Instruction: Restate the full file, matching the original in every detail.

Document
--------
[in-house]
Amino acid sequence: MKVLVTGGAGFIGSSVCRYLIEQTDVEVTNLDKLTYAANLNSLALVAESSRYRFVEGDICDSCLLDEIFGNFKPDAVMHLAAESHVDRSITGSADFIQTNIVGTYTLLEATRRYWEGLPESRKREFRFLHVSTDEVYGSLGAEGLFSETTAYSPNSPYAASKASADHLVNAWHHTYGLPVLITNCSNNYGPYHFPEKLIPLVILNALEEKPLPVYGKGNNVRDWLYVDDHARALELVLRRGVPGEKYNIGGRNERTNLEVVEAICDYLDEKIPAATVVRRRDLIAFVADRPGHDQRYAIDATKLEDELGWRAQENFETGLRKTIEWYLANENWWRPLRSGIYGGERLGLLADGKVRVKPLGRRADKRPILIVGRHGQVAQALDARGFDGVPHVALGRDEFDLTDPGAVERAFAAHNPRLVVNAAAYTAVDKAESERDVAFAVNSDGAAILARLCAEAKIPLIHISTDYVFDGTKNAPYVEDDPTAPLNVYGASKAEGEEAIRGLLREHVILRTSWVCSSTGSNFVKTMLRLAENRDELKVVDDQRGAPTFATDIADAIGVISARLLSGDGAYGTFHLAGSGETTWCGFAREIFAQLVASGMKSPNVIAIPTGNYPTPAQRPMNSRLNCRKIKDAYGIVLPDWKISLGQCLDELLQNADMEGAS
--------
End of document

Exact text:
[in-house]
Amino acid sequence: MKVLVTGGAGFIGSSVCRYLIEQTDVEVTNLDKLTYAANLNSLALVAESSRYRFVEGDICDSCLLDEIFGNFKPDAVMHLAAESHVDRSITGSADFIQTNIVGTYTLLEATRRYWEGLPESRKREFRFLHVSTDEVYGSLGAEGLFSETTAYSPNSPYAASKASADHLVNAWHHTYGLPVLITNCSNNYGPYHFPEKLIPLVILNALEEKPLPVYGKGNNVRDWLYVDDHARALELVLRRGVPGEKYNIGGRNERTNLEVVEAICDYLDEKIPAATVVRRRDLIAFVADRPGHDQRYAIDATKLEDELGWRAQENFETGLRKTIEWYLANENWWRPLRSGIYGGERLGLLADGKVRVKPLGRRADKRPILIVGRHGQVAQALDARGFDGVPHVALGRDEFDLTDPGAVERAFAAHNPRLVVNAAAYTAVDKAESERDVAFAVNSDGAAILARLCAEAKIPLIHISTDYVFDGTKNAPYVEDDPTAPLNVYGASKAEGEEAIRGLLREHVILRTSWVCSSTGSNFVKTMLRLAENRDELKVVDDQRGAPTFATDIADAIGVISARLLSGDGAYGTFHLAGSGETTWCGFAREIFAQLVASGMKSPNVIAIPTGNYPTPAQRPMNSRLNCRKIKDAYGIVLPDWKISLGQCLDELLQNADMEGAS